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Coronavirus: Montreal seniors defying Quebec’s order to stay home during COVID-19 pandemic

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WATCH: The Quebec government has repeatedly drummed home the message that senior citizens are the ones most likely to be killed by COVID-19 and that those over 70 should be staying home. But as Global’s Dan Spector reports, many seniors are simply not listening and putting themselves at risk.

This article has been updated to include the official statement from Chartwell Retirement Residences.

The Quebec provincial government has repeatedly said that senior citizens are the ones most likely to be killed by COVID-19, and that nobody older than 70 years old should be leaving their house right now.

“It’s important. If you [are] 70 years old or more, stay at home,” Quebec Premier Francois Legault re-iterated on Wednesday.

Many seniors, however, are simply not listening.

At Plaza Pointe Claire, signs are posted on the doors, reading, “Are you over 70 years old? Please stay home.”

Even though the warning is clear, seniors are still flocking to the mall.

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“Well, you’ve got to live, you can’t crawl under a stone and hide,” said 77-year-old David Butler. He said he’s washing his hands a lot and trying to keep his distance from people.

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“I’m not going to give in.”

Ordering groceries by phone or online is being encouraged, with many stores increasing their delivery options.

READ MORE: Coronavirus: Major Canadian grocers to offer special hours for seniors to stock up

“Oh yes, but I like to choose my own,” said senior Daimi Dahlroos as she headed to the grocery store.

“I don’t usually do anything online in the first place, because to me it’s unsafe and insecure,” said 69-year-old Michael Orgee.

Harry Schick runs Swiss Vienna Pastry, and said there are far fewer seniors at Plaza Pointe Claire than usual.

“It’s very, very quiet. Traffic is down by 80 per cent and at our store, sales are down by 50 per cent,” he explained.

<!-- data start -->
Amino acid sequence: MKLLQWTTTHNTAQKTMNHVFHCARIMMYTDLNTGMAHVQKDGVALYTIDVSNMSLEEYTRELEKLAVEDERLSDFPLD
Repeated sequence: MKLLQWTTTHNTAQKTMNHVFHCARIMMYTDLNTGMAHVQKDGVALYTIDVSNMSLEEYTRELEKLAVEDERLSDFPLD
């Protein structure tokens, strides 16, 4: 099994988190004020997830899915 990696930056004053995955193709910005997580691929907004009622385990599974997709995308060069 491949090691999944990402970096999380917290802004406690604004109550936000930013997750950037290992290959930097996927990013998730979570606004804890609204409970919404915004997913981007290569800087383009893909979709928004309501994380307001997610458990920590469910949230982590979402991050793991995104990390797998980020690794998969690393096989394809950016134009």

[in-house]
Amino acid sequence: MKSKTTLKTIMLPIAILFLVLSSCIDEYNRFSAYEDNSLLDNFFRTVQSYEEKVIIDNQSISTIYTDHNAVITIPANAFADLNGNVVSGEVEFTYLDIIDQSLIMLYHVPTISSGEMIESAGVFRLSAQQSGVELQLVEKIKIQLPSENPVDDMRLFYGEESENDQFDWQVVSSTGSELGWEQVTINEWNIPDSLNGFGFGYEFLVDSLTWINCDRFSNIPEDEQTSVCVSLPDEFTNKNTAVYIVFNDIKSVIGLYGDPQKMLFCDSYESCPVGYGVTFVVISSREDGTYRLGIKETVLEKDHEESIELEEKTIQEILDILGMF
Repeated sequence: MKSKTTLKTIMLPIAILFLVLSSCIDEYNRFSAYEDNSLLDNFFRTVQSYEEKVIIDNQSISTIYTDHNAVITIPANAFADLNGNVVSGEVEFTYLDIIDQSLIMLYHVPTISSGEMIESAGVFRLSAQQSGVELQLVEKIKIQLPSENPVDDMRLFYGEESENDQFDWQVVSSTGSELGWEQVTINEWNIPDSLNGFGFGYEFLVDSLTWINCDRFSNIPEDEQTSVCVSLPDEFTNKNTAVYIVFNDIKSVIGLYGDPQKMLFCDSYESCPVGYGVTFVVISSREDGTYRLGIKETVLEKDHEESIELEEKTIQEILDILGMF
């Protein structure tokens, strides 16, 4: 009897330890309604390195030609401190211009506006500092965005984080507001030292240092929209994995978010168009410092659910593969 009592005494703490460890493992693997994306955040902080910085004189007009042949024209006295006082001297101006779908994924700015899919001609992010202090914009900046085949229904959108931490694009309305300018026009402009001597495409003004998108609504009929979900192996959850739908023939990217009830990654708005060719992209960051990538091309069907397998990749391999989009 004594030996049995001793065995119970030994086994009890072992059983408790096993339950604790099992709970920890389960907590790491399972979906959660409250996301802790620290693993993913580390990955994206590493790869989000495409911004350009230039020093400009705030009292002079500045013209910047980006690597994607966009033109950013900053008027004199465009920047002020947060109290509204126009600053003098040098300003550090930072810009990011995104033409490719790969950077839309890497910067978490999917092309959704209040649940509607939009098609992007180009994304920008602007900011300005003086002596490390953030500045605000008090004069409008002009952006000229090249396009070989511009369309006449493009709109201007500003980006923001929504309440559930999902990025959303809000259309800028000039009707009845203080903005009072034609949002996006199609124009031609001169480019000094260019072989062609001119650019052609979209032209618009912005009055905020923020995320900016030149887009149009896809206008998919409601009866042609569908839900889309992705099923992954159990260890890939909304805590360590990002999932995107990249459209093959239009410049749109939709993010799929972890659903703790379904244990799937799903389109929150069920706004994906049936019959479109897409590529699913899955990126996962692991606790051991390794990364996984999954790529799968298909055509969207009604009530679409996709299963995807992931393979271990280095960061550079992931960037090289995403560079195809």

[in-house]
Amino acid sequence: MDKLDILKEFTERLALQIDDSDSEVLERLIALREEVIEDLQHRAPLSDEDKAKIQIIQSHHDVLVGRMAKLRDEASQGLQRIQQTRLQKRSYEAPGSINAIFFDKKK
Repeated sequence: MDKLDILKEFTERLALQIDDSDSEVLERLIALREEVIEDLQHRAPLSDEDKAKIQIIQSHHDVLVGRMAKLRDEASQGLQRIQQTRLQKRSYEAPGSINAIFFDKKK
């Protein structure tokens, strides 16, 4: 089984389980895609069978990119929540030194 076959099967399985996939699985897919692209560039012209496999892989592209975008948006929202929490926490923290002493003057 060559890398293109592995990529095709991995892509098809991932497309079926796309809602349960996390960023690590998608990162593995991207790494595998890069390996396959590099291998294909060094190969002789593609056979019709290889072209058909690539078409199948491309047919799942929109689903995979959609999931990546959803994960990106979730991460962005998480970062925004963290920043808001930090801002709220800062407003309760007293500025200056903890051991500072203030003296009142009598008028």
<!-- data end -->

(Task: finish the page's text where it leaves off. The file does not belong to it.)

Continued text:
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Schick himself is 70 years old. He’s working on setting up a delivery option for his store, but he doesn’t want to close yet.

“If I close up, 15 or 16 people are out of jobs, and how long can a business survive without sales?” he told Global News.

A bus from a Chartwell seniors’ residence was seen picking someone up from a trip to the mall. Chartwell told Global News their residents use medical services there.

“Our residents continue to require access to essential medical services and as you would be aware Pointe Claire mall has a number of physicians and pharmacy services that our residents rely on. ”

Global News observed many seniors still just going to Plaza Pointe Claire to shop or take a walk.

READ MORE: West Island initiative aims to send letters to seniors due to COVID-19

“We’re going to stay home now that we have supplies, yes,” said Allan Irvine.

“Maybe it’s going to take some time before people start realizing this is a serious matter,” said 65-year-old Alice Bresciani, who was waiting outside the grocery store for her husband, having refused to go in due to virus fears.

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Clinical psychologist Pierre Faubert said it’s hard for people to change behaviour when they have not seen the effects of COVID-19 first-hand.

“I think for most people this is still quite academic. We’re not feeling it,” Faubert explained. “It’s not like the ice storm. I mean you look out your window, there was no electricity — you couldn’t move.”

Now that Quebec has seen its first coronavirus-related death, the premier hopes seniors will realize why they need to stay home.

“We have a proof today of the importance of doing so,” Legault said. “We have a death and we think this person [may] have met somebody who travelled.

“It’s very dangerous.”